“Many discoveries in astronomy were not planned,” remarked the lead author of the new catalog, Dr. Brian Lacki. “Sometimes a major new discovery was missed when nobody was looking in the right place, because they believed nothing could be found there. This happened with exoplanets, which might have been detected before the 1990s if astronomers looked for solar systems very different than ours. Are we looking in the wrong places for technosignatures? The Exotica catalog will help us answer that question.”

“The catalog is not just limited to SETI, though,” noted Lacki. “My hope is that any program with a new capability may use the Exotica catalog as a shakedown cruise around the Universe.”


** First images from ESA/NASA Solar Orbiter released.

“The Extreme Ultraviolet Imager (EUI) on ESA’s Solar Orbiter spacecraft took these images on 30 May 2020. They show the Sun’s appearance at a wavelength of 17 nanometers, which is in the extreme ultraviolet region of the electromagnetic spectrum. Images at this wavelength reveal the upper atmosphere of the Sun, the corona, with a temperature of around 1 million degrees.”. Credits: ESA

Find more images in the ESA Solar Orbiter  gallery.

** The solar cycle appears to be turning slowly towards next maximum according to June sunspot activity: Sunspot update: More evidence of an upcoming weak maximum | Behind The Black

The ratio of next cycle sunspots vs sunspots from the past maximum has also been shifting. More and more, the new sunspots belong to the next cycle and less to the last. The ramp up to the next maximum is definitely beginning, though to call it a “ramp up” at this point is a big exaggeration. Sunspot activity remains low, though the last few months have seen some activity, unlike the seven months of nothing seen during the second half of last year.

The upcoming prediction for the next maximum calls for it to be very weak. Interestingly, the activity in June surpassed that prediction. This does not mean that the prediction will be wrong, only that June was more active when compared to the smooth prediction curve. As the cycle unfolds the monthly numbers will fluctuate up and down, as they did last cycle. The question will be whether their overall numbers will match closely with the prediction. In the past cycle actual sunspot activity was consistently below all predictions. It is too soon to say how well the new prediction is doing.


** The Chinese Yutu-2 rover will soon be ending another active lunar day and preparing to sleep through the two earth-week long lunar night. The rover should be approaching a half kilometer on the odometer from its travels since the Chang’e 4 mission landed on the Moon’s far side on January 3, 2019: China’s lunar rover travels about 463 meters on moon’s far side – Xinhua – June.28.2020.

Here is a report on some unusual looking material that Yutu-2 spotted a year or so ago: Study Reveals Composition of “Gel-like” Substance Discovered by Chang’e-4 Rover on Moon’s Far Side—-Chinese Academy of Sciences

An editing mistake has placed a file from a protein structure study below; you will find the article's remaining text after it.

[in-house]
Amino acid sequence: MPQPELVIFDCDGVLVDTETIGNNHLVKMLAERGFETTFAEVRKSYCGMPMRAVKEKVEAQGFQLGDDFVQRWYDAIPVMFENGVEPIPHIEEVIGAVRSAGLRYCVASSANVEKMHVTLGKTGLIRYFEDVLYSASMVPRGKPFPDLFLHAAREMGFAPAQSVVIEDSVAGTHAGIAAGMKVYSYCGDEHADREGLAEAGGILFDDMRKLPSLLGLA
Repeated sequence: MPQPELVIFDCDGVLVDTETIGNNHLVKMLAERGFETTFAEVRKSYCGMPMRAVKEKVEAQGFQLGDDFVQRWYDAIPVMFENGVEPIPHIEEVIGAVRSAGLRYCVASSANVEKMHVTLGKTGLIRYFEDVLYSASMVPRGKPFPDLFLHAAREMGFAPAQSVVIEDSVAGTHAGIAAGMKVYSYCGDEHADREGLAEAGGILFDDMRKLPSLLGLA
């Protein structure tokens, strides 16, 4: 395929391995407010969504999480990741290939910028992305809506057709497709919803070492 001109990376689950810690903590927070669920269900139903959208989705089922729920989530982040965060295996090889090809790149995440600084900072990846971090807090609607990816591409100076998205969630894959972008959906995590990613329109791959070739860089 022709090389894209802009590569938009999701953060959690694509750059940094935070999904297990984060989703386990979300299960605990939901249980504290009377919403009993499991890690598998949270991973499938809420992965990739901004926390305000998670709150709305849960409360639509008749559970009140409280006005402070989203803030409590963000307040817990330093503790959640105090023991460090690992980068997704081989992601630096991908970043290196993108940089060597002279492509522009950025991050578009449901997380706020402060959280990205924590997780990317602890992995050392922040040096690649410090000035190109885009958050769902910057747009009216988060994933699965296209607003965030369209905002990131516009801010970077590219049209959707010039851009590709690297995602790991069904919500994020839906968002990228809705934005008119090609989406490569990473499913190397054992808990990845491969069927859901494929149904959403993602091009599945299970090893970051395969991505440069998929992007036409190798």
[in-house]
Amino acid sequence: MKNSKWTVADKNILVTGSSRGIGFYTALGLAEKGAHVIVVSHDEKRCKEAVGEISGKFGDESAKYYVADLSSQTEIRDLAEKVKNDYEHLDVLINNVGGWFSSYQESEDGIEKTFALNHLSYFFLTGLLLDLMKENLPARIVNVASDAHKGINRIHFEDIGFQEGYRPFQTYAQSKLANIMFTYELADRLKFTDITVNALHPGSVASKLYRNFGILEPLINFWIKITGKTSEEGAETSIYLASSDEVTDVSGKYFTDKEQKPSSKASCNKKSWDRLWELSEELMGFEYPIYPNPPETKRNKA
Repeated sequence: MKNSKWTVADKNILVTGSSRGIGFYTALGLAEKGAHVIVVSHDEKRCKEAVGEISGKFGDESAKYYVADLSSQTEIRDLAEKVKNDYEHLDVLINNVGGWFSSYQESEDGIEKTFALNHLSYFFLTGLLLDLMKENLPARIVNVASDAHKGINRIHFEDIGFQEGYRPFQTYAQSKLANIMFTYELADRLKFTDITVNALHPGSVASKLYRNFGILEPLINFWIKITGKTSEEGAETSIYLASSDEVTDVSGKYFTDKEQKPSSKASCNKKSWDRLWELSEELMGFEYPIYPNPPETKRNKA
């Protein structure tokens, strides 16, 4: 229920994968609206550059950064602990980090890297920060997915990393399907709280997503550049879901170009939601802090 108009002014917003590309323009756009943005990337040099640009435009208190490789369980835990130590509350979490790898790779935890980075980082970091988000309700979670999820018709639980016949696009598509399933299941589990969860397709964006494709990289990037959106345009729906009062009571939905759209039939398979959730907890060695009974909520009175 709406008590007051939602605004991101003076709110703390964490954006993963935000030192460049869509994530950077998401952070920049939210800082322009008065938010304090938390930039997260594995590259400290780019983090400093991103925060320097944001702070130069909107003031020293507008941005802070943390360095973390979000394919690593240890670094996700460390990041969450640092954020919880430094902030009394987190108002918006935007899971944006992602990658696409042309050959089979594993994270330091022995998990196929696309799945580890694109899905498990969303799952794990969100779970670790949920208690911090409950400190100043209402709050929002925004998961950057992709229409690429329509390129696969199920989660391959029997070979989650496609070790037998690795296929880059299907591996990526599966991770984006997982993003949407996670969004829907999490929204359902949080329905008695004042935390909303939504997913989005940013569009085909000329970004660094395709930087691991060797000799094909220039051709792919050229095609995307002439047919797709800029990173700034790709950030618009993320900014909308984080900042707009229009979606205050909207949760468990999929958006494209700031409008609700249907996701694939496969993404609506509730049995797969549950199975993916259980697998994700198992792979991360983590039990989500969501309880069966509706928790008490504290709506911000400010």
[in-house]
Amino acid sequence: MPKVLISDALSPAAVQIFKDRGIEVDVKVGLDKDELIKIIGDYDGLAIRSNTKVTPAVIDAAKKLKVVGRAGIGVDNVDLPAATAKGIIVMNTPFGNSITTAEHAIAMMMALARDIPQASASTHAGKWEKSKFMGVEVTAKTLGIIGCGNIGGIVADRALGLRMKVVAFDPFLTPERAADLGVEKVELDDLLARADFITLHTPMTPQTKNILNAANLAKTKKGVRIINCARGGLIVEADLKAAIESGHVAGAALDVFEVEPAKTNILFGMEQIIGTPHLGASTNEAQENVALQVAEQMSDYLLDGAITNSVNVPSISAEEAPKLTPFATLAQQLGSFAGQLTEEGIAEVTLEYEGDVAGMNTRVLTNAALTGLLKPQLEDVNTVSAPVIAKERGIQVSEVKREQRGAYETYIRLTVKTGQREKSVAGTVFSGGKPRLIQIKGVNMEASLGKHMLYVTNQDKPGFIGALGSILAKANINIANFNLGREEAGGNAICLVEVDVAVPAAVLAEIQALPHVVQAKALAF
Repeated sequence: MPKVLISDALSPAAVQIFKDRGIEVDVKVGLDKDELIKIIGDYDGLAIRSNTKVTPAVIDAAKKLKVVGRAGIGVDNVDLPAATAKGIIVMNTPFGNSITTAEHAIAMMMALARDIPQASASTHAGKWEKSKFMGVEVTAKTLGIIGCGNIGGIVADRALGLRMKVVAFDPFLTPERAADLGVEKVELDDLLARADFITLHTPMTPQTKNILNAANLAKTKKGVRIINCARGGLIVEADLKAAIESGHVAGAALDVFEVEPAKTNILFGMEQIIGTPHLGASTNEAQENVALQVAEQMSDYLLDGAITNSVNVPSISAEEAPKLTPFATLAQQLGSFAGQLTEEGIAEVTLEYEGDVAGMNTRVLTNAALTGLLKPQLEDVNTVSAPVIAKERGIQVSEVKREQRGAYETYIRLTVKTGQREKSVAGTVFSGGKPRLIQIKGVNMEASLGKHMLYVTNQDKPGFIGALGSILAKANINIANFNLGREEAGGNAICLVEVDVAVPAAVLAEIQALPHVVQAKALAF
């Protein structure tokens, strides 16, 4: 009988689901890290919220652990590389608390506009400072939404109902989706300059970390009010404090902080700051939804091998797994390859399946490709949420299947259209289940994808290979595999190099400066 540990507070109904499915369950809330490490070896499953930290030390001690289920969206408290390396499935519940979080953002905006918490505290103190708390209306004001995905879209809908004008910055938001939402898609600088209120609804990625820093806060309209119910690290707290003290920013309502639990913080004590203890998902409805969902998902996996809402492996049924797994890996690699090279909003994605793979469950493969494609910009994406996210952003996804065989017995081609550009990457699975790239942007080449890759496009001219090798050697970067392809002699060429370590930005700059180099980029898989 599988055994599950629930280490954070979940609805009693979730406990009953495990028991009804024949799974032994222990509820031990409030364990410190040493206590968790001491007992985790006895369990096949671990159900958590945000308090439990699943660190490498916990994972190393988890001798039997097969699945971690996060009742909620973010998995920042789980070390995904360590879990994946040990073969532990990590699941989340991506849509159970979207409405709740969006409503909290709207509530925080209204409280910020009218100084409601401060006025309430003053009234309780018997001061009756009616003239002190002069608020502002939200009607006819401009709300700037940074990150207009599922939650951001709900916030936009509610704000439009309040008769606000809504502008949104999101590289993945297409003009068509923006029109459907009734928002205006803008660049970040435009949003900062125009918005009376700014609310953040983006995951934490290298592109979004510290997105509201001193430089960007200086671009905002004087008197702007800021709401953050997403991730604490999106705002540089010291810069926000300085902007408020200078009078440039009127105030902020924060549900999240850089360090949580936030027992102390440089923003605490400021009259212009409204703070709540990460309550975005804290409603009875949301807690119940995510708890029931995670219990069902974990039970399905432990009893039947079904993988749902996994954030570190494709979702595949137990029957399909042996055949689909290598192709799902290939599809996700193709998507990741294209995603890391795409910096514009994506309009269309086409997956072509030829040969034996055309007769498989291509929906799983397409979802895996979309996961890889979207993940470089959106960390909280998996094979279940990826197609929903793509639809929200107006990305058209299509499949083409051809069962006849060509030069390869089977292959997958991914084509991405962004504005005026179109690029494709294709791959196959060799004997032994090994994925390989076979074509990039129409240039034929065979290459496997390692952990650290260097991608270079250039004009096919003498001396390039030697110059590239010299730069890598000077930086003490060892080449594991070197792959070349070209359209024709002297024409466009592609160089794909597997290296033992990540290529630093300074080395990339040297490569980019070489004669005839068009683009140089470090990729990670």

The unusual dark greenish and glistening “gel-like” substance in a crater on the far side of the moon has attracted widespread interest following its discovery by the Chang’e-4 rover in July 2019. 

A research team led by Prof. DI Kaichang from the Aerospace Information Research Institute (AIR) of the Chinese Academy of Sciences and their collaborators analyzed the substance in detail by using multiple datasets from the rover’s panoramic camera (Pancam), hazard avoidance camera (Hazcam), and the visible and near-infrared spectrometer (VNIS).  

The researchers found that the unusual substance is actually an impact melt breccia, and the provenance of the rover measured surrounding regolith might originate from a differentiated melt pool or from a suite of igneous rocks. Their findings were published in Earth and Planetary Science Letters. 

“Impact melt breccia and surrounding context.” Credits: CNSA, CLEP, and AIR

** The Moon is more metal heavy than previously thought: Radar Points to Moon Being More Metallic Than Researchers Thought | NASA

What started out as a hunt for ice lurking in polar lunar craters turned into an unexpected finding that could help clear some muddy history about the Moon’s formation.

Team members of the Miniature Radio Frequency (Mini-RF) instrument on NASA’s Lunar Reconnaissance Orbiter (LRO) spacecraft found new evidence that the Moon’s subsurface might be richer in metals, like iron and titanium, than researchers thought. That finding, published July 1 in Earth and Planetary Science Letters, could aid in drawing a clearer connection between Earth and the Moon.

“The LRO mission and its radar instrument continue to surprise us with new insights about the origins and complexity of our nearest neighbor,” said Wes Patterson, Mini-RF principal investigator from the Johns Hopkins Applied Physics Laboratory (APL) in Laurel, Maryland, and a study coauthor.

** Investigating ancient volcanism on the Moon with images and altimetry data from the Lunar Reconnaissance Orbiter (LRO):